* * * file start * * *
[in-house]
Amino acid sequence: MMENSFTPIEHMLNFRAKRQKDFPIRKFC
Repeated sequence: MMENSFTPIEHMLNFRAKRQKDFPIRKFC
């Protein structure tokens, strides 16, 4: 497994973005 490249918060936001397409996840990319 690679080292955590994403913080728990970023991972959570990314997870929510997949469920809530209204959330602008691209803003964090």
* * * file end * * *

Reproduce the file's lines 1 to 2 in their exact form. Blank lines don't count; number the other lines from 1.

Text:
[in-house]
Amino acid sequence: MMENSFTPIEHMLNFRAKRQKDFPIRKFC